THE spot where a sergeant’s Spitfire crashed onto a Stratton street during the Second World War has been marked with a blue plaque.

Norman Barbeau had been posted to the UK from Canada to support the British war effort when a tragic accident caused his plane to land on the junction of Ermin Street and Church Street on December 3 1941.

While taking off from Ashton Down on a training flight, one of the wings clipped a fuel tank and then came off while in the air, causing him to plummet down into a tree.

The member of Canada’s RAF was just 20 years old when he died, having only been married a month and gained his wings two months earlier.

Swindon dignitaries including mayor Garry Perkins and North Swindon MP Justin Tomlinson gathered with Stratton representatives from the parish council, scouts and guides along with a member of the Canadian military and a larger-than-expected crowd who had come to pay their respects.

On behalf of the family, Susan Kidd unveiled the plaque which has been installed on a house facing the junction. Seven other relatives had planned to fly over for the ceremony but could not make it due to pandemic restrictions.

In a short speech, Susan said: “Thank you for funding and arranging this plaque and the excellent way the garden opposite has been maintained and looked after.”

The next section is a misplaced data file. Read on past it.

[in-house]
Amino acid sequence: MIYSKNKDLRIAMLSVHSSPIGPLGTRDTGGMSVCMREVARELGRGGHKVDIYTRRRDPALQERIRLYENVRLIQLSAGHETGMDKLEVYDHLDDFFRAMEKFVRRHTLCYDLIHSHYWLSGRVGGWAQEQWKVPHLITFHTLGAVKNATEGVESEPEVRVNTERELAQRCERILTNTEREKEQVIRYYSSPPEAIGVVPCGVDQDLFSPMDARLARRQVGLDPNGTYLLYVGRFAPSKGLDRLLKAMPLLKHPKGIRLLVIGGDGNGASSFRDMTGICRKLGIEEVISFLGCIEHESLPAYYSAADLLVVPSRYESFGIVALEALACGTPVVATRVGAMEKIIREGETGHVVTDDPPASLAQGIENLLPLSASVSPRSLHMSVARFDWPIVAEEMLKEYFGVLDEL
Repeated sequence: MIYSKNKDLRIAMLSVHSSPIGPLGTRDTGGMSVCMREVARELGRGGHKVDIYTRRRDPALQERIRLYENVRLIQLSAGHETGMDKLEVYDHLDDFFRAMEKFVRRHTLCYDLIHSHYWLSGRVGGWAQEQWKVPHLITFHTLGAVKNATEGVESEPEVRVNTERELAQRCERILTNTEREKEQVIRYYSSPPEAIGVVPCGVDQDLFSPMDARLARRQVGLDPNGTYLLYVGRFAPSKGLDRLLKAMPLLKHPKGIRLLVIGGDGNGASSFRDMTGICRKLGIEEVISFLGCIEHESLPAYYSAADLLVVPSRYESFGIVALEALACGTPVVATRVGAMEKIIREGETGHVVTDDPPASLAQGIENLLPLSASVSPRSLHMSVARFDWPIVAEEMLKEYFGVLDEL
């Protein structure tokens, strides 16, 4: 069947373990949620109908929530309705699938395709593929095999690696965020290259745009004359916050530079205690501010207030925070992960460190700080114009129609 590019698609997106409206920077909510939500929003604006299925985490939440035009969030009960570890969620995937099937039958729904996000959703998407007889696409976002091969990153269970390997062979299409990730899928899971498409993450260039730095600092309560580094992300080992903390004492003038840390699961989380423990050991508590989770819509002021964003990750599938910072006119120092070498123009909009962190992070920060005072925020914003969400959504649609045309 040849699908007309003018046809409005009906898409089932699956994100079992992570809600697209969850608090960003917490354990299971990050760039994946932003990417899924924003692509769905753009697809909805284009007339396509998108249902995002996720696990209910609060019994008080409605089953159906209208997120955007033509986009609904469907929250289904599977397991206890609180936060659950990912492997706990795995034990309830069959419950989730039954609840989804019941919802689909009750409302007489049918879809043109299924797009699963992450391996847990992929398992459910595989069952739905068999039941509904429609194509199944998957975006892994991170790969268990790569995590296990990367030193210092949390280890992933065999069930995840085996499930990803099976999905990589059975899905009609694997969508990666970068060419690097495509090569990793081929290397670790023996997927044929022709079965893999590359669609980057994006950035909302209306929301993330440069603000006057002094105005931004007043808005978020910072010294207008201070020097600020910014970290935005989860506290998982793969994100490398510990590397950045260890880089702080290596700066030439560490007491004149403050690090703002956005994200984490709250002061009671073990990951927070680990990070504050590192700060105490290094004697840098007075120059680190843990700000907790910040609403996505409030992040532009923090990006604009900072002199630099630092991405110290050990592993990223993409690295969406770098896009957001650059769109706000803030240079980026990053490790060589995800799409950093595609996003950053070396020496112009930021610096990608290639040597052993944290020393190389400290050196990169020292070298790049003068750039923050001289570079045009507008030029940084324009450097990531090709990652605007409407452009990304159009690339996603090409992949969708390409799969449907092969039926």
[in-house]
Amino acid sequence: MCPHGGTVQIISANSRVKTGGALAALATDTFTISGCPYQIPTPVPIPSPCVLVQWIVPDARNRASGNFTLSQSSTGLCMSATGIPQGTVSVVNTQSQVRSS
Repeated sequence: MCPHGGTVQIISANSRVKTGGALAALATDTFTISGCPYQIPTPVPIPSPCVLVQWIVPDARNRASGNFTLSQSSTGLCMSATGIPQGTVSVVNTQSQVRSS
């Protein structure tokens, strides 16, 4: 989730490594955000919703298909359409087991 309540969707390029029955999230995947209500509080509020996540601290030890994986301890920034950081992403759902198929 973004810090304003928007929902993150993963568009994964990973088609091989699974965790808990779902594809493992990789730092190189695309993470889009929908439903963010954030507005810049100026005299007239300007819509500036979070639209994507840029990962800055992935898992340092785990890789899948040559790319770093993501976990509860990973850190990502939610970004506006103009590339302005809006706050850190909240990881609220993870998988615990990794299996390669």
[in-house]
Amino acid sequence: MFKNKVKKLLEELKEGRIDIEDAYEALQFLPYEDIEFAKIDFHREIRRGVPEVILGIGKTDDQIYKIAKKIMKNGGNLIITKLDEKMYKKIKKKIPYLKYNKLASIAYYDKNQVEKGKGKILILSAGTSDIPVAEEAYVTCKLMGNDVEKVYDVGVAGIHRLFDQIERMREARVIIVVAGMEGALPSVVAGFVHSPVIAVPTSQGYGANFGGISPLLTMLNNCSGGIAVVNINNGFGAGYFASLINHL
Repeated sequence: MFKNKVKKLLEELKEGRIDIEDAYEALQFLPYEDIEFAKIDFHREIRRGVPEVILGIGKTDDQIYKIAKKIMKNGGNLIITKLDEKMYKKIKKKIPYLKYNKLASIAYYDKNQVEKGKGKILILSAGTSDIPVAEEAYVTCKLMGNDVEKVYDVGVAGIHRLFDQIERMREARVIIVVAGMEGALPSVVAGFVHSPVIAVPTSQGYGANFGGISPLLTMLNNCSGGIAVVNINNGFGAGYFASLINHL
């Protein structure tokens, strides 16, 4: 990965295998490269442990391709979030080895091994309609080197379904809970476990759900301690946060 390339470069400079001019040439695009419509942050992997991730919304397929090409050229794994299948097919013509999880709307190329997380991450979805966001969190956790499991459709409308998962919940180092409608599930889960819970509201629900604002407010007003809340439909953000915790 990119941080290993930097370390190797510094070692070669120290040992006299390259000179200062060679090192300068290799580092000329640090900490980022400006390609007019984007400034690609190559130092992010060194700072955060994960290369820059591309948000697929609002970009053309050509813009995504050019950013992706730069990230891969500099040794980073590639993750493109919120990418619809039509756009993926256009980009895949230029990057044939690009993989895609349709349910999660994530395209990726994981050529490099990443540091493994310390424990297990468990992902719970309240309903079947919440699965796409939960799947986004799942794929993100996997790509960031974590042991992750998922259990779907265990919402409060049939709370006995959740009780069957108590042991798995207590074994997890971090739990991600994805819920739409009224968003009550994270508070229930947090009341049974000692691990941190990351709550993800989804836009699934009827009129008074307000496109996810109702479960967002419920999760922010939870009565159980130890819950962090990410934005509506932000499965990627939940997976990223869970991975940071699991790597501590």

Susan has lived in Wroughton for 42 years and learned of her link to this historic spot when a cousin told her by email about Sgt Barbeau.

Speaking to the Adver afterwards, she added: “The family are enormously proud and honoured by this plaque. Norman took on that military role to minimise the risk to life and won’t be forgotten.

“I come here quite regularly now. It’s so lovely that the parish council helped organise this event.”

The plaque-adorned house faces a tree which, according to urban legend, split in two and caught fire when hit by the Spitfire but then continued to grow.

Coun Roger Smith, who helped organise the memorial event and arrange for the plaque to be made, debunked the myth - for one thing, the tree that now grows there is different to the one from the ‘40s.

Some of those in attendance had grown up during the war. Jill Ricketts said: “I have no memory of the crash happening, I was too young, but I went to the school up the road and walked past the spot, everyone knew about it."

During the 80th anniversary memorial event, the Canadian flag flew from high atop a pole and a Canadian maple was planted near the Old Rectory before the ceremony.

This is the first historical blue plaque to be unveiled in the parish of Stratton St Margaret.

Lieutenant Colonel Chris Barnard said: “22,000 Canadians served in the RAF. I’ve been to a few events like this and the community turnout always amazes me. Our links go beyond being part of the Commonwealth, they are strong and exist within us.”

Rev Elveen Mead said: “His life and service will live on in the heart of the community. As we remember one whose short life was marked by sacrifice, let us remember the hop he held in his heart for the future.”

Justin Tomlinson MP said: “My father was a history teacher so the importance of celebrating everything that made us what we are today was drummed into me from an early age.

“To see so many people from the community come together to make sure this happens is a true tribute.”